Okay, I’m the older generation.  I went through high school when computers took up space on entire floors of a building.  Today, accumulating my entire 30 years of business knowledge could be simulated in mere months of technological progress.

At the beginning of this year, I was bored and looking for something new to learn.  Knowing that business marketing is being turned on its’ ear by social media influences, and considering that I want to build a business network to support an eventual consulting gig in my retirement, I thought, why not combine these two concepts and try to learn social media myself?

My New Year’s resolution was easy!  Just start a blog (I do have reasonable advice and stories to offer after 30 years in business), experiment with various elements of social media (Blogging, Facebook, Twitter) for a year or two and see how much of a network or business following I can build.  Not rocket science; however I was surprised at some of my early learnings.  Here’s my process:

Step 1)    Find a blog theme 

What is the focus of my personal blog going to be?  Marketing 101 asks “What is my passion and what purpose will my blog serve?”  My blog topics and themes should link to the same role, themes and expertise I will use in an eventual consulting practice.

After soul-searching, I realized that my theme is great leadership.  I find all things leadership-related fascinating, and I could write volumes about the good, the bad and the ugly of Leadership that I have learned over the years.

Step 2)   Establish a domain name, set up related email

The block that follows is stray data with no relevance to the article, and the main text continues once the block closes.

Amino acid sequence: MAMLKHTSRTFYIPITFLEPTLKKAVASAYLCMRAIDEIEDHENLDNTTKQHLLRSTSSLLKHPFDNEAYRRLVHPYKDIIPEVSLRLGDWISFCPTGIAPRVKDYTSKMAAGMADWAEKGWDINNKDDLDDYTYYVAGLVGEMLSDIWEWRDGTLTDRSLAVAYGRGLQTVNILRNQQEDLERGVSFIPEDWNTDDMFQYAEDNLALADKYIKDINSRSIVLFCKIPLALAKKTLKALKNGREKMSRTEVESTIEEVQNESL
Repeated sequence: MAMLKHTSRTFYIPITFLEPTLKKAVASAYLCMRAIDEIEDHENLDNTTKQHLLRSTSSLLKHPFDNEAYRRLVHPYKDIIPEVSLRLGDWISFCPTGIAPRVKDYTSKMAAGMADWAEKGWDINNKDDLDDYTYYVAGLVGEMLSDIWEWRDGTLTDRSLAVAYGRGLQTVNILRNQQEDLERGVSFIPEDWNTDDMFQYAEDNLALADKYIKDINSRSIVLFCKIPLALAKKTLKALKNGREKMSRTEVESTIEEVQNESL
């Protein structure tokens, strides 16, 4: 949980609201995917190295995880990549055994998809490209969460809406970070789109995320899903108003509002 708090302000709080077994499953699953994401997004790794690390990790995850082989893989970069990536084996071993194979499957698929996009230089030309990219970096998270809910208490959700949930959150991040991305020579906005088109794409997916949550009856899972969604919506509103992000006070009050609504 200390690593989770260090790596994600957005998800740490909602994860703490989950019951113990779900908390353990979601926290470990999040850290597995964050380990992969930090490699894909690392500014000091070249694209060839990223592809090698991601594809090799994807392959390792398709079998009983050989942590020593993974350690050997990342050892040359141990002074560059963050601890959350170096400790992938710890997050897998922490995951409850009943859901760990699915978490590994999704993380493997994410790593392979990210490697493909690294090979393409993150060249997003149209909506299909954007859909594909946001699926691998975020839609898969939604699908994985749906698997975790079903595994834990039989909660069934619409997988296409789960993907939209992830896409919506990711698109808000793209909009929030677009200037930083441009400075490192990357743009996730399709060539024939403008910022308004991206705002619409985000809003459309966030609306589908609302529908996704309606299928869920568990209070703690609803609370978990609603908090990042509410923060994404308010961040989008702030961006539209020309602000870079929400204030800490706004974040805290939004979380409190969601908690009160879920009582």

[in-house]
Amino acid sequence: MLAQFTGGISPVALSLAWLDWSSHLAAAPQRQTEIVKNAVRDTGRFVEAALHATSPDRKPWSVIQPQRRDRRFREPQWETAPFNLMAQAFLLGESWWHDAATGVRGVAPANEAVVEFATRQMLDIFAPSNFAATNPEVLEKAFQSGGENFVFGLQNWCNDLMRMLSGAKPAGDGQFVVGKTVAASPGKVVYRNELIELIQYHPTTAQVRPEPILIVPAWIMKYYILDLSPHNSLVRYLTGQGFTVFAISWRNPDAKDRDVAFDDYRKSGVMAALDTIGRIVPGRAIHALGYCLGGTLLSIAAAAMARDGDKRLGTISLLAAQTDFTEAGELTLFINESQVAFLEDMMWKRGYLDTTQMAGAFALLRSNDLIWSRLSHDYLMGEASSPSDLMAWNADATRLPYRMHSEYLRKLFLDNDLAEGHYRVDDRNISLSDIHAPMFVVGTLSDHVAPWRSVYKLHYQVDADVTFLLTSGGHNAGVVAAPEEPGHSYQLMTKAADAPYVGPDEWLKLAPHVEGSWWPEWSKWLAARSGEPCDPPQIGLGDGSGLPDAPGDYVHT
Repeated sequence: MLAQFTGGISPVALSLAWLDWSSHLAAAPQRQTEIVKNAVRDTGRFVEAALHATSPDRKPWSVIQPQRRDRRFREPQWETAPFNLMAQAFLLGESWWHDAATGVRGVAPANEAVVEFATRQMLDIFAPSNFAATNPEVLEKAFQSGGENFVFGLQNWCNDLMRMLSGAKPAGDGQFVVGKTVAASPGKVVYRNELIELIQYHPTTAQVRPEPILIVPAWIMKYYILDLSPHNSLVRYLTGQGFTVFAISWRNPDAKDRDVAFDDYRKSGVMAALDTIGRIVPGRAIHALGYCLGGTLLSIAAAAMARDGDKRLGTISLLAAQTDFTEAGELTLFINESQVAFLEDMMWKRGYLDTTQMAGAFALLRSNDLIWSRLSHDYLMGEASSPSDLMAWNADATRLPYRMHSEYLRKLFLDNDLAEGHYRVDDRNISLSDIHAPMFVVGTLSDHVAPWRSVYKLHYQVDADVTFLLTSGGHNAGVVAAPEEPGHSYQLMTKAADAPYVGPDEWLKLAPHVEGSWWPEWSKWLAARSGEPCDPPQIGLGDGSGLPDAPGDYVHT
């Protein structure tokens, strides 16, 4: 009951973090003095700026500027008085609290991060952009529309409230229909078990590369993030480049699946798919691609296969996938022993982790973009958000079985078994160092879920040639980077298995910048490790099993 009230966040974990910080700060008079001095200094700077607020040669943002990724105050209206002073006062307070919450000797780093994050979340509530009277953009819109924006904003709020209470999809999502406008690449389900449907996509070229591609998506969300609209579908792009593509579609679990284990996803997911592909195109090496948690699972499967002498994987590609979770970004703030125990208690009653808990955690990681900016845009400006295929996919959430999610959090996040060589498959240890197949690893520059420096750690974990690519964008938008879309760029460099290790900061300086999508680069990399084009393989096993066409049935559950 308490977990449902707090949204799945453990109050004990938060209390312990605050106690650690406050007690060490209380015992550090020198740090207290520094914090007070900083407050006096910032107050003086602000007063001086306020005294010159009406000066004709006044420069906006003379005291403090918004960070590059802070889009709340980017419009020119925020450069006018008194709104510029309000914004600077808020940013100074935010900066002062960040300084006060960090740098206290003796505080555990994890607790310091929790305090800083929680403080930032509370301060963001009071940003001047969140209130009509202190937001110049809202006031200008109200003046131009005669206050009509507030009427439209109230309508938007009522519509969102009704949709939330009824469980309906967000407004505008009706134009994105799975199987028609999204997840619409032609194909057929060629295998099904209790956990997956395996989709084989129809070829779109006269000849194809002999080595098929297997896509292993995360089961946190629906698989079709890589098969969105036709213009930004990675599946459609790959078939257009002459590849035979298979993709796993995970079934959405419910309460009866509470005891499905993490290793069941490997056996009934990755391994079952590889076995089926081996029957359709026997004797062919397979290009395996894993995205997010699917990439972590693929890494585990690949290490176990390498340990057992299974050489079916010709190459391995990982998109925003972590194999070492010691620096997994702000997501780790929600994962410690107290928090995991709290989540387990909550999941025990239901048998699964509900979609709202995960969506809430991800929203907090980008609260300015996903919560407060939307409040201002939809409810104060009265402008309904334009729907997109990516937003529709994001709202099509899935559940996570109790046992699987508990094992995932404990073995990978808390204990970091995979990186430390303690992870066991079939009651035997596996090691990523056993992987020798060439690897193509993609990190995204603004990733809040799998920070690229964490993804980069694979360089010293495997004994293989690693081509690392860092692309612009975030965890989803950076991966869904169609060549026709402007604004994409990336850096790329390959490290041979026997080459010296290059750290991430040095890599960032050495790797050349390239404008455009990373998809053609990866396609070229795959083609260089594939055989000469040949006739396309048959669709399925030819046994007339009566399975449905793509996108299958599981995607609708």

“Leadership” is my theme, now I have to register a domain name that is meaningful – it should work for my blog today and also for my consulting business down the road.

I log onto several domain registration sites but “leaders” and “leadership” words are already taken.  Maybe my theme is too broad.

Start over.

Think deeper.

What is my passion, more specifically?

More soul-searching and I come up with online mentorship and coaching, which link better to my retirement consulting plans and the mentoring I have already been doing quietly in recent years.

The best new names I can find are “bizbytes” and “bizcoachonline”.  I reserve for a website, with for email, and for my blogwriting, using the intuitive Blogger application available on Google.

Step 3)    Set up a Website 

My website domain purchase comes with an easy template of four webpages that provide a home page, biography page, information page and contact page with subscription forms.  These pages are set up within a few hours, after playing around with available theme templates provided by the website provider.

The website remains in this raw, simple format today.  When I’m closer to retirement and starting the consulting “ask” in my business, I will expand the website to a more professional look (that will be another future blog story!).  Meantime, I use the email feature daily and provide occasional consulting services generated from queries and emails to the website.

Step 4)    Set up a Blog template

The blog setup was easier than I expected.  I used Blogger, a Google product. The cost? Free.   Blogger is very intuitive to create templates and widgets  using WYSIWYG (“what you see is what you get”) visuals typing on a page just like a Word document. The html code remains hidden in the background (not necessary to have this knowledge unless one is a fancy programmer with highly customized blog pages).   I spent about two days playing around with available Blogger themes and widgets on the visual tab, essentially building my preferred blog format through trial and error of adding, changing and deleting themes and widgets.